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Thai Punctuation Marks & Other Characters, Part 3 Posted by on Nov 20, 2011 in Beginner, Intermediate

We continue with Part 3, the final part listing all of the various Thai language punctuation marks. The math symbols may be used just like you would in English.


“              ฟันหนู        fan1nuu5

The quotation marks are called ‘mouse teeth’ fan1nuu5 ฟันหนู. Use like you would in English.


%            เปอร์เซ็นต์  bper1sen1

The percentage mark.


=             เท่ากับ       tow3gap2

The equal sign. The Thai word translates to ‘the same as’.


X             คูณ           kuun1



+             บวก          buak2



–              ลบ            lop2



/              หาร           haan5



–              เครื่องหมายยัติภังค์      krueng3maai5 yat4 dte2 pang1



@            แอ็ด          at2

For use with emails.


!              เครื่องหมายตกใจ

The word dtok2jai1 ตกใจ means ‘surprised’. This is the exclamation mark to show surprise, just like it is in English.


,               จุลภาค      jun2paak3           optional:              ลูกน้ำ        luuk3 nam4

The nickname of the comma in Thai means ‘child of water’. My guess is that it looks like a water droplet? Who knows. You do not use the comma when separating words which do not have spaces within the word, nor when there are only two items in a list.

For example, no commas should be used here:

กล้วย แอปเปิ้ล ส้ม ฯลฯ                                (a list of four items of fruit)

When there are only two items in the list, you must use กับ which means ‘with’.

กล้วยกับส้ม                                                (two items of fruit)

But in this example, there are names which have a space between first and last, so commas must be used:

ชวน หลีกภัย, บรรหาร ศิลปอาชา, ชวลิต ยงใจยุทธ, ทักษิณ ชินวัตร, สุรยุทธ์ จุลานนท์             (a list of famous politicians)


๛            โคมูตร       ko1muut2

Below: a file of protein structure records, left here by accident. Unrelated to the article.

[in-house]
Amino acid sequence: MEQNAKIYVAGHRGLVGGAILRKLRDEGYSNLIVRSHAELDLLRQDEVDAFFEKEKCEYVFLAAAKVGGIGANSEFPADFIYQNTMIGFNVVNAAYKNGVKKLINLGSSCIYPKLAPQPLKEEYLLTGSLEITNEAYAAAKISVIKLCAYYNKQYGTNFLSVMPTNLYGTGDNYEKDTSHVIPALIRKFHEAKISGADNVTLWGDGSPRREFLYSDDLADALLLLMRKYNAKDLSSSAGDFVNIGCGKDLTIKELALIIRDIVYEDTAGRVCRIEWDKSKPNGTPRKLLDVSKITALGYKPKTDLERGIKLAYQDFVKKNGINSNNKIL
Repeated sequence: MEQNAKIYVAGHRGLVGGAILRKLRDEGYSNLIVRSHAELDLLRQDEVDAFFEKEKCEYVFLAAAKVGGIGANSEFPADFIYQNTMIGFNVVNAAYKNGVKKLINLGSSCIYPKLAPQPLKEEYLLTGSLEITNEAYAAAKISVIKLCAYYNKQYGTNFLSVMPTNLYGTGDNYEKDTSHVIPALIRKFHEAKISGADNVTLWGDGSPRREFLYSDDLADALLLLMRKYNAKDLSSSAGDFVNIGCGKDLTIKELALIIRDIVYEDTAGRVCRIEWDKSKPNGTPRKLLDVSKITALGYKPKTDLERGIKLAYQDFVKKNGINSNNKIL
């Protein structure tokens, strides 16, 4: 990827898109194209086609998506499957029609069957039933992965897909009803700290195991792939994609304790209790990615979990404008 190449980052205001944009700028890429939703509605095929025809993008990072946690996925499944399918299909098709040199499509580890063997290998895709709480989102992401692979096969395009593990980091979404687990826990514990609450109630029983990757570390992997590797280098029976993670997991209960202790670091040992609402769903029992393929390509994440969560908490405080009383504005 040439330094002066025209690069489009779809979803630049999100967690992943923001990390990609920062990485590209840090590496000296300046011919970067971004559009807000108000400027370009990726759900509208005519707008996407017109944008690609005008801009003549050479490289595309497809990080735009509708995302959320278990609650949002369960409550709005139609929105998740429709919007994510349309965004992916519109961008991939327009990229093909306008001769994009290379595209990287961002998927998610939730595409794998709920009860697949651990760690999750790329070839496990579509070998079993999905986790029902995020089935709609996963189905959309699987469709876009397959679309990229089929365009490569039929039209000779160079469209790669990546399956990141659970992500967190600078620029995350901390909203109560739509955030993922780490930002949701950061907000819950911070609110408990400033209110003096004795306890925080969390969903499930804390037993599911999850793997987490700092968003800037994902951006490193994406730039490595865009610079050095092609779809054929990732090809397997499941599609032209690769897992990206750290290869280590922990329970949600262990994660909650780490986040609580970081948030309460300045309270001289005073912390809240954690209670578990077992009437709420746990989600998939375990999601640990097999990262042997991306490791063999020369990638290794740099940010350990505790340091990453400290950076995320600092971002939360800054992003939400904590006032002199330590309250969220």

This punctuation mark is used to formally mark the end of a story. You can typically find this on the last page of a Thai book – go have a look. And all this time you thought it was a cute artistic squiggly!

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  1. mahoumagechan:

    I’m sorry if I’m being picky or annoying you…
    (I just stumbled upon your blog on coincidence… ><)

    With the comma, or ลูกน้ำ, I think it's supposed to mean "mosquito's baby" (that's how I've always thought of it, at least…) Because ลูกน้ำ literally means mosquito's baby (offspring/kid/newborn/etc.). You know those squirmy thingys in puddles of water that looks sort of like tadpoles except more disgusting?
    Doesn't it look like one? ^^
    Although I guess the "droplet" works as well..

    And… also, when you had the list of fruits, กลวย should be กล้วย… right? You wanted to say banana… right? 8D

    And oh my god, the first name in the list of famous politicians… made me bursted out laughing after confirming that such a person exists. 8D His name sounds hilarious.

    And oh, to see I, a native speaker, learned something new from a non-native speaker! XD The โคมูตร… that's new to me… AND my mum! (she thinks it's a new symbol that's just been invented recently – we don't live in Thailand anymore…)

  2. palmisano:

    > กลวย should be กล้วย… right?
    yeap, another typo of mine =X

    > the first name in the list of famous politicians… made me bursted out laughing
    lol, I didn’t realize how embarrassing his name was until you mentioned it

    As for โคมูตร, I was watching this Thai movie a week ago. In the movie, this plane almost crash landed but instead had skidded all over the runway in circles. The plane finally stopped and all the heroes lived. The camera then panned to a bird’s eye view of the runway, and the the skid marks looked exactly like ๛

    I think I was the only person in the room that laughed . . .

  3. Inger:

    I love your blog!

  4. Jan Knus:


    I can’t find “Thai Punctuation Marks & Other Characters, Part 1” by searching.
    What happened?
    I need an explanation for the mark:

    Jan Knus

    • palmisano:

      @Jan Knus The garan makes the letter below it silent.

  5. Candy:

    Hey I loved your blog. Could you elaborate more on the Quotation marks? I am writing a story so that I get to know more vocabulary /words/ grammar rules etc. Could you give a better example of how will a conversation be written? For Eg. His grandparents told Anne and Aof , “You are like our children. May God bless you both. ”
    How would you use the Quotation marks in Thai?
    Thank you.